Deborah Sendek, Prevention Specialist with National Child Protection Training Center, Columbus, Ohio.
Boy hurt at school, principal being investigated
Parents accuse him of hitting their son with a paddle
A 6th grader at Nottingham Middle School in Dayton was treated for a dislocated tailbone and severe bruising. Dalton Day's parents said his injuries are the result of being hit with a paddle at school.
"I'm devastated," said Lisa Day, the boy's mother. "He pulled his pants down and what I saw was the paddle board across his bottom."
Day said the outline of the paddle was marked across her son's backside and that he was bleeding. Day also has photographs and x-rays that she said proves these allegations.
"I gave him permission," she said. "I expected maybe a red bottom but not this excessive."
According to Day, she received a call Friday afternoon because her son had misbehaved in class and had gotten into a shoving match with another student. Day gave the principal permission to paddle her son as a form of discipline.
The superintendent of the Dayton Independent School District told Local 2 the district allows corporal punishment, but the parents have an option to allow it or not.
"I thought maybe it would help Dalton realize this is serious, quit being a class clown," Day said. She also admitted her son had been paddled before but that he didn't have any lasting injuries or pain afterward.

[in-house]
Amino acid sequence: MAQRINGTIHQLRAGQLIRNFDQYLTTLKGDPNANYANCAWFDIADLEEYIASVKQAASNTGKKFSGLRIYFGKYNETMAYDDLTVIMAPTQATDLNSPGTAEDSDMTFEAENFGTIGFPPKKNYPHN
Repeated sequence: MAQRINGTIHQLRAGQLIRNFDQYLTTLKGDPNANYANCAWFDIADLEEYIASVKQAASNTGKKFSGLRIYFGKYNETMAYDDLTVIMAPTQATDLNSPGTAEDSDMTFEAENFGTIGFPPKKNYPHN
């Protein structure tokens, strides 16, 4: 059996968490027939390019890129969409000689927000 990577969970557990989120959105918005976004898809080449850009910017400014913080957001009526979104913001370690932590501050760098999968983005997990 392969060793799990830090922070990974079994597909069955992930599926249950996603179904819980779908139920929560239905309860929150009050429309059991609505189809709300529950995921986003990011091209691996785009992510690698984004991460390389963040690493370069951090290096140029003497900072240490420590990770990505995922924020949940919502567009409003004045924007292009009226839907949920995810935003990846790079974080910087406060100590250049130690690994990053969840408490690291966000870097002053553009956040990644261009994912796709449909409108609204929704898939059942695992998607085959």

"The same man popped Dalton once before but it was fine," she said.
This time Day said it wasn't fine, and her son said he was hit hard.
"I looked back and he was standing in a baseball stance," said Dalton Day. "He swung with both hands."
The 12-year-old said he was wearing blue jeans the day he was hit and that the principal used a paddle made out of wood, about an inch think and 18 inches long. It was allegedly wrapped in blue electrical tape.
The family filed a report with the Harris County Precinct 3 Constable's Office because they provide security for the school. The Texas Department of Family and Protective Services also confirmed to Local 2 they are investigating.
Dayton ISD said in a statement, "Dayton ISD is doing an investigation into a parent's report about their 6th grade student receiving corporal punishment at school. They allege that the pops were excessive in nature and that their child was injured. As soon as the investigation is complete, more information will be available."